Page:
Remembering SkyHawk

Part of me is somewhat saddened that the issue with my eyes has forced me to write less on the computer. Among other things, I had hoped to participate in the A-Z Challenge this year, but (obviously) that isn’t going to happen anymore.

What I am going to share today is a memory, and to this day it remains one of the strongest memories I have of my first horse, SkyHawk. I spent about 2 hours today going through my personal journals looking for the entry, and at length I found it.

I’ve been talking recently about stories where people rescued horses, but there’s also a place for stories where horses rescued people. Physical rescue is heroic, but so is emotional rescue. I know almost as little about therapy horses as I do about rescue horses, with one exception. I’ve been rescued before, and this is my story.


The last photo of SkyHawk and Me.

July 7, 2004

A couple months after I first got SkyHawk, my brother started showing the first signs of what eventually (i.e. four years later) led to his diagnosis of bi-polar disorder. At the beginning, though, we didn’t know what was going on. We just thought my brother was going through some weird form of rebellion, so when the first real blow came that something was seriously wrong, I fell apart.

You must understand, before my brother started changing he was my best friend hands down. We did everything together, shared all our secrets, and valued the other’s opinion more than anyone else’s. The day I realized I’d lost that, I almost broke.

I ran to the only other place I had (I was 16, but not driving at the time and thus couldn’t escape that way)–I ran to my horse’s stall. Hawk was still relatively new to me, and I didn’t know him that well. I wasn’t sure if I really trusted him yet, but I was in a bad way and willing to take my chances just to be with something living and outside the house.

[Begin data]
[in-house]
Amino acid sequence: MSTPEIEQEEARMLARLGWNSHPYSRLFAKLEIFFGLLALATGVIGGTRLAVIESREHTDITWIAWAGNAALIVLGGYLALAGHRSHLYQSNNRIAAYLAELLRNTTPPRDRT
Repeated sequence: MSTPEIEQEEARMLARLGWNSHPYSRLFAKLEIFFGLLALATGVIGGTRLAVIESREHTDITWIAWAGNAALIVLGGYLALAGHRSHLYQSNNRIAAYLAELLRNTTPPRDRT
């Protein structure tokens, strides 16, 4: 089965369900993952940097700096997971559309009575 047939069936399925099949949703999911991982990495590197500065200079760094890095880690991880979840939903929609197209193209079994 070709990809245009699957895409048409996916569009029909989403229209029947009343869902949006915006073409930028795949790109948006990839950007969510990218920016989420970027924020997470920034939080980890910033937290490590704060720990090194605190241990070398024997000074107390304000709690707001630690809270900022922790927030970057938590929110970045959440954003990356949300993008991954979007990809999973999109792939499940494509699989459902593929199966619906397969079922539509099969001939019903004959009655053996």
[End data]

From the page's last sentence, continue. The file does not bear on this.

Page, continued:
I sat down in the corner and started crying hard, silent tears, my face buried in my knees and my arms wrapped around my legs. After a few minutes I heard Hawk moving around, then I felt this light pressure on the back of my neck. I opened my eyes and looked up, and through watery vision I saw he was standing over me with his nose pressed against my shoulder. I cried even harder then, and he stayed with me, nose to shoulder, for what felt like ages.

I’ll never forget that night. It was the moment I knew Hawk and I understood each other. I trusted Hawk completely after that.

Hawk and I went on to do all kinds of things together. I took a fancy to bareback jumping and bridle-less riding (but not bridle-less jumping, because I wasn’t quite that brave). We went for trail rides through acres of apple orchards and vineyards, taught each other the passage and piaffe, and consumed large amounts of root beer (me moreso than him, but he did enjoy the occasional swig).

I miss him.


My Horse Sprenkil has another rejection! Time to send out more queries…


Earl Assam to the rescue!

tea-1170551_640Today as I prepared my quiet time tea (I have 5 kids…quiet time is mandatory for EVERYONE, including Mom), I thought for quite a while what I should blog about (because quiet time is when I blog, or write stories, or otherwise use the computer). It’s worrisome to me that often times I don’t have a blogging plan, and with my lack of a plan I have little hope for ever getting ahead. You can’t get ahead on a track you haven’t laid out, and all that.